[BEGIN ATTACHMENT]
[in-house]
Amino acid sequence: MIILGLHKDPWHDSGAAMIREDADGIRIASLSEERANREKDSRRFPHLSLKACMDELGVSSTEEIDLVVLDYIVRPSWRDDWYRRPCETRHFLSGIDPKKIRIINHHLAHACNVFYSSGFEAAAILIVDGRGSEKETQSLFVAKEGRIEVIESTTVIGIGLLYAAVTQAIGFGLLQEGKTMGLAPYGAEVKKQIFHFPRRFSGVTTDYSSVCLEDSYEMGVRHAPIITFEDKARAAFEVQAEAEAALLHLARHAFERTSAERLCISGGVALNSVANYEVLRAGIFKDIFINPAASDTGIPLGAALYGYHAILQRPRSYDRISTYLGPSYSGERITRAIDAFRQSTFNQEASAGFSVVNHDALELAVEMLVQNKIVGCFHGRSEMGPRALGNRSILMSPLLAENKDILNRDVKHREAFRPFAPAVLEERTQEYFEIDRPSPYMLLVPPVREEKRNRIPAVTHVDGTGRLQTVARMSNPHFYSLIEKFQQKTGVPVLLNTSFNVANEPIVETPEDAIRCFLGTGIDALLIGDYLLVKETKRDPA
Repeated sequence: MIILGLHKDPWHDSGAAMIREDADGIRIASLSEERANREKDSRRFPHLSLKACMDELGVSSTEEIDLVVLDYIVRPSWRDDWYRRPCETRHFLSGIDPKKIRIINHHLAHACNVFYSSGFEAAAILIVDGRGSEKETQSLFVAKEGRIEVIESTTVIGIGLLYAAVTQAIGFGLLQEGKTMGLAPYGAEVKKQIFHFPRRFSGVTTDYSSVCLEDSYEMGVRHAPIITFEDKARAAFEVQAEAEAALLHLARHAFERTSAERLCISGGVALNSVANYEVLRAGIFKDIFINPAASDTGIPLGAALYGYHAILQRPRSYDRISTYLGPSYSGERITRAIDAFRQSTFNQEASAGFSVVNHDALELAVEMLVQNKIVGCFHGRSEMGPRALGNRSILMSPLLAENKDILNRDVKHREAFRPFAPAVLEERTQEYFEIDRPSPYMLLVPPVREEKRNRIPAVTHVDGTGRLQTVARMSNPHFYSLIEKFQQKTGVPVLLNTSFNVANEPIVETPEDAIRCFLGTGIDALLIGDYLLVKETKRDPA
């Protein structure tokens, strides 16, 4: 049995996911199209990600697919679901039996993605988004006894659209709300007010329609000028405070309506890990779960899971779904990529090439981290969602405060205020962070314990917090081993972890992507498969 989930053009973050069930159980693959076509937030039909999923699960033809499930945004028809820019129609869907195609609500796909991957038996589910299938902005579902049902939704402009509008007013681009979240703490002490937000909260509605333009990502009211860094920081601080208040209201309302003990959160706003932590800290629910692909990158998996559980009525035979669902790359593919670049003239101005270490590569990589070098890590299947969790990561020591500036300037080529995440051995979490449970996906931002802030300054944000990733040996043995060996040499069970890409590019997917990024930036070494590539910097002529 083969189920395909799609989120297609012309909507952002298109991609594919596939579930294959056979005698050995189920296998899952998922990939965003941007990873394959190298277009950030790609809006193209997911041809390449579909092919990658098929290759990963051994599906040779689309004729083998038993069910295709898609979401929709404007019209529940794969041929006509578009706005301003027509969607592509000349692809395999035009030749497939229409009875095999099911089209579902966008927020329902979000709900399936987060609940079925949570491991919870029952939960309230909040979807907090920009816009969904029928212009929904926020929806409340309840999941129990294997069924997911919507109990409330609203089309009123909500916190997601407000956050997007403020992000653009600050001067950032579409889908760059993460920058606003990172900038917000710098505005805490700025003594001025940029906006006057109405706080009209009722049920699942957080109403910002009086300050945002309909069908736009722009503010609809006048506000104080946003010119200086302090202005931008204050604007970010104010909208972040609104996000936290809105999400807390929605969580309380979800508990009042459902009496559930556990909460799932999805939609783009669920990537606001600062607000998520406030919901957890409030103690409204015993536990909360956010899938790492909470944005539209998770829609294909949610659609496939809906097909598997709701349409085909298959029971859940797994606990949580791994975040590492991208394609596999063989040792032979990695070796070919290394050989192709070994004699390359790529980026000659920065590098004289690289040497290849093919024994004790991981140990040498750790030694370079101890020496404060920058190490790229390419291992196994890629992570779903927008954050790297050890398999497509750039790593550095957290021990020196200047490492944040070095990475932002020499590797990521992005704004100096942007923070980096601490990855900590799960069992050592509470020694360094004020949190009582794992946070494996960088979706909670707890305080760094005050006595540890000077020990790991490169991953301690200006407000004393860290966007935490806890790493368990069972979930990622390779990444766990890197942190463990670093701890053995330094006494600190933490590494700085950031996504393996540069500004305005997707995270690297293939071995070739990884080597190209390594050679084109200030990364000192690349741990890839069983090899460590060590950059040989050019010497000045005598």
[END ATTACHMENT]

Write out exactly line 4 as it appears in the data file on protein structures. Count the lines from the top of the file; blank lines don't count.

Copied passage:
């Protein structure tokens, strides 16, 4: 049995996911199209990600697919679901039996993605988004006894659209709300007010329609000028405070309506890990779960899971779904990529090439981290969602405060205020962070314990917090081993972890992507498969 989930053009973050069930159980693959076509937030039909999923699960033809499930945004028809820019129609869907195609609500796909991957038996589910299938902005579902049902939704402009509008007013681009979240703490002490937000909260509605333009990502009211860094920081601080208040209201309302003990959160706003932590800290629910692909990158998996559980009525035979669902790359593919670049003239101005270490590569990589070098890590299947969790990561020591500036300037080529995440051995979490449970996906931002802030300054944000990733040996043995060996040499069970890409590019997917990024930036070494590539910097002529 083969189920395909799609989120297609012309909507952002298109991609594919596939579930294959056979005698050995189920296998899952998922990939965003941007990873394959190298277009950030790609809006193209997911041809390449579909092919990658098929290759990963051994599906040779689309004729083998038993069910295709898609979401929709404007019209529940794969041929006509578009706005301003027509969607592509000349692809395999035009030749497939229409009875095999099911089209579902966008927020329902979000709900399936987060609940079925949570491991919870029952939960309230909040979807907090920009816009969904029928212009929904926020929806409340309840999941129990294997069924997911919507109990409330609203089309009123909500916190997601407000956050997007403020992000653009600050001067950032579409889908760059993460920058606003990172900038917000710098505005805490700025003594001025940029906006006057109405706080009209009722049920699942957080109403910002009086300050945002309909069908736009722009503010609809006048506000104080946003010119200086302090202005931008204050604007970010104010909208972040609104996000936290809105999400807390929605969580309380979800508990009042459902009496559930556990909460799932999805939609783009669920990537606001600062607000998520406030919901957890409030103690409204015993536990909360956010899938790492909470944005539209998770829609294909949610659609496939809906097909598997709701349409085909298959029971859940797994606990949580791994975040590492991208394609596999063989040792032979990695070796070919290394050989192709070994004699390359790529980026000659920065590098004289690289040497290849093919024994004790991981140990040498750790030694370079101890020496404060920058190490790229390419291992196994890629992570779903927008954050790297050890398999497509750039790593550095957290021990020196200047490492944040070095990475932002020499590797990521992005704004100096942007923070980096601490990855900590799960069992050592509470020694360094004020949190009582794992946070494996960088979706909670707890305080760094005050006595540890000077020990790991490169991953301690200006407000004393860290966007935490806890790493368990069972979930990622390779990444766990890197942190463990670093701890053995330094006494600190933490590494700085950031996504393996540069500004305005997707995270690297293939071995070739990884080597190209390594050679084109200030990364000192690349741990890839069983090899460590060590950059040989050019010497000045005598």